Wetlands serve as some of the most complex and important ecosystems on Earth, providing habitat for many plants and animals, collecting and filtering water, and reducing the amount of damage from floods and heavy rainfall. Wetlands go by many alternative names, including swamps, marshes and bogs. They vary slightly in physical composition; some wetlands contain primarily trees, while others contain brush and shrubs, but all perform equally important ecological roles.Continue Reading
In the United States, wetlands serve as homes and form critical habitats for nearly 50 percent of the nation's federally endangered plant and animal species. Fish, birds, amphibians and many types of plants require the resources found only in wetlands for survival. In addition to protecting threatened and endangered species, wetlands control flooding by acting as large sponges, filling with excess water when heavy rains fall. A single acre of wetlands might store over 1 million gallons of water, making them ideal natural sources of flood control. The trees and brush in wetlands anchor soil and vegetation to the ground, which ultimately reduces wind and soil erosion.
Wetlands provide humans with recreational opportunities and offer economic benefits as well. They supply ample amounts of shellfish along with cranberries, blueberries and wild rice. Waterfowl hunting within wetland boundaries proves lucrative, and some medicines derive from ingredients found only in wetlands.Learn more about Earth Science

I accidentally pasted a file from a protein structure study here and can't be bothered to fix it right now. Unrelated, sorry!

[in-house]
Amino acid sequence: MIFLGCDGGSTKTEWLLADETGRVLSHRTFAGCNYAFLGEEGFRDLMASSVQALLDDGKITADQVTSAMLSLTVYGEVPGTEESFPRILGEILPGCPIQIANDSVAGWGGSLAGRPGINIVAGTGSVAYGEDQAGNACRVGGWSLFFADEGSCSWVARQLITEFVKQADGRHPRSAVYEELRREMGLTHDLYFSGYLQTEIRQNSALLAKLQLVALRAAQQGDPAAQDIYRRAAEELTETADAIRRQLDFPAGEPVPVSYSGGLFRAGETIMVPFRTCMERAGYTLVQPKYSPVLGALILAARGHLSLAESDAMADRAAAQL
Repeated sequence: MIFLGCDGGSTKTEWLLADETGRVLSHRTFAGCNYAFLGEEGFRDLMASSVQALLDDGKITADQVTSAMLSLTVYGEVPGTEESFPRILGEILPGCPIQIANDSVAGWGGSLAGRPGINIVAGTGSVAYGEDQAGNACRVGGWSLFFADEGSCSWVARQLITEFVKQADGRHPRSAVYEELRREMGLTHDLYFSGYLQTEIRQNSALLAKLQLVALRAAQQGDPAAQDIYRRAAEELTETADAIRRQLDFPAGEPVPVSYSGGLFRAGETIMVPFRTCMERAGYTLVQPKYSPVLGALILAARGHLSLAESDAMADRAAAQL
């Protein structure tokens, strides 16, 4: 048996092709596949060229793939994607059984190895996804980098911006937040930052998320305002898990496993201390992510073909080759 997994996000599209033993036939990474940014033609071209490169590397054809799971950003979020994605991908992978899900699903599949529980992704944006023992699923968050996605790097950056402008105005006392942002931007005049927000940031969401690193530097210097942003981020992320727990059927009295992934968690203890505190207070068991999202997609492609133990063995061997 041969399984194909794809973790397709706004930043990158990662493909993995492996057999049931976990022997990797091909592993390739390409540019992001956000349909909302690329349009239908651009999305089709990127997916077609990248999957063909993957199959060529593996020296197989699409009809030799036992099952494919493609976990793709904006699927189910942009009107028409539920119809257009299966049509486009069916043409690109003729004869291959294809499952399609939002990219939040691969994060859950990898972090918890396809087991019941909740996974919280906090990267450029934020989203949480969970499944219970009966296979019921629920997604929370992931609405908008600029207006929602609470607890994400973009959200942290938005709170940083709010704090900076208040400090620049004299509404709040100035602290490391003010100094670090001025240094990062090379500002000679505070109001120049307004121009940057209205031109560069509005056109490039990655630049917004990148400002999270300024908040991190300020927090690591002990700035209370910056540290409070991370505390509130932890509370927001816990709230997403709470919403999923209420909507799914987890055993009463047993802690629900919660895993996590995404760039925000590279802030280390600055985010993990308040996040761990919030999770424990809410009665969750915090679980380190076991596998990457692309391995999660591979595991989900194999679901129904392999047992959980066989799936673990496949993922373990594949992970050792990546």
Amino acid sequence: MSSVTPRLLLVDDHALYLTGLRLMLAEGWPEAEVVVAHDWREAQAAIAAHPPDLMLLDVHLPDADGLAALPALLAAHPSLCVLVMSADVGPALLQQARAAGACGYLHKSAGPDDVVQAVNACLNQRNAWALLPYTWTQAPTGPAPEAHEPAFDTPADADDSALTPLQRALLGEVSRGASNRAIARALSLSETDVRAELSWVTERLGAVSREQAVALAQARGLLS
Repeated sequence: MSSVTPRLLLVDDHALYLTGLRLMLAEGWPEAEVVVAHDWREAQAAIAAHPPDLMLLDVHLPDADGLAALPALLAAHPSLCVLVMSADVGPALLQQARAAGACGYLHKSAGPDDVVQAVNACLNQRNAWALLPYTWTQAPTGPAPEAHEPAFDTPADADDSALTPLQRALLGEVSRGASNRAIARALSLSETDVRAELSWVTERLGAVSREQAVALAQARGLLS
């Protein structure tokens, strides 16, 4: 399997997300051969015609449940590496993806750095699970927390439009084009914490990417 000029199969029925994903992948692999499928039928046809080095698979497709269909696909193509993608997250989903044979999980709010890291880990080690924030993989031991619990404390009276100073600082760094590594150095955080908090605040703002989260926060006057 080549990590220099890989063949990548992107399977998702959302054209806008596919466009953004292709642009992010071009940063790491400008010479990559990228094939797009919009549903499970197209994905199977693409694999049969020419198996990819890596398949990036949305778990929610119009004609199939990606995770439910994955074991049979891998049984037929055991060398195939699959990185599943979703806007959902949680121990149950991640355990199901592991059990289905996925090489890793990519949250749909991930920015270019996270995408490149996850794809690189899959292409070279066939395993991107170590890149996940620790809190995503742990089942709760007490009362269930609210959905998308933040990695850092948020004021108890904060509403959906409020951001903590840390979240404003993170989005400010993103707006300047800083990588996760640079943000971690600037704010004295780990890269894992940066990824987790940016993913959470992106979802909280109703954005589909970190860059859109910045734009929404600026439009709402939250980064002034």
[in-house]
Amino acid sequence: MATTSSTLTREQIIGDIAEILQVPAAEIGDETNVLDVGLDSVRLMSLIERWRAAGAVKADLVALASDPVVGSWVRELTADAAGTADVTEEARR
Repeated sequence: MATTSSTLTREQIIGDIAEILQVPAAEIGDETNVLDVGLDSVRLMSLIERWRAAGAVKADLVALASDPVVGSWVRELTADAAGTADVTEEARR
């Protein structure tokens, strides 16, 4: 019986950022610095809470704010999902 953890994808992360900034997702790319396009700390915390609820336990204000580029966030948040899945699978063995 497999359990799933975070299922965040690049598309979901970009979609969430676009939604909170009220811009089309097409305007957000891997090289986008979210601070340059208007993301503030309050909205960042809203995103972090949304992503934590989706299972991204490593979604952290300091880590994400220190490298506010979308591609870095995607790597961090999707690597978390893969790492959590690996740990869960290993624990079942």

Ocean water is salty primarily due to the large amounts of chloride and sodium on land which are dissolved by rainfall and carried to the sea by rivers and streams. Hydrothermal vents and underwater volcanoes located on the seabed also contribute dissolved salts to the ocean.Full Answer >
Heavy, consistent and prolonged rainfall coupled with the overflowing of rivers and other water channels is one of the main causes of flooding. As rainwater reaches and fills the river channels, the water spreads on the floodplain or the land next to the river and causes flooding.Full Answer >
Bryophytes serve two important functions in an ecological sense: they absorb and release water in certain ecosystems, and they also release acids in other ecosystems. These functions help support certain organisms and other small forms of life in the ecosystems in which they exist, explains McDaniel College. Bryophytes in these ecosystems usually take the form of "moss balls" for their functions.Full Answer >
Common health hazards associated with oil well fracking within the vicinity of the operation include accidental explosions, struck-by hazards, ingestion of contaminated water and overexposure to noxious chemicals that severely damage various organ systems in the body, which often result in infirmity and even death. Beyond the extraction site, oil well fracking also pose serious health concerns to the general public due to improper waste disposal and fracking-induced earthquakes.Full Answer >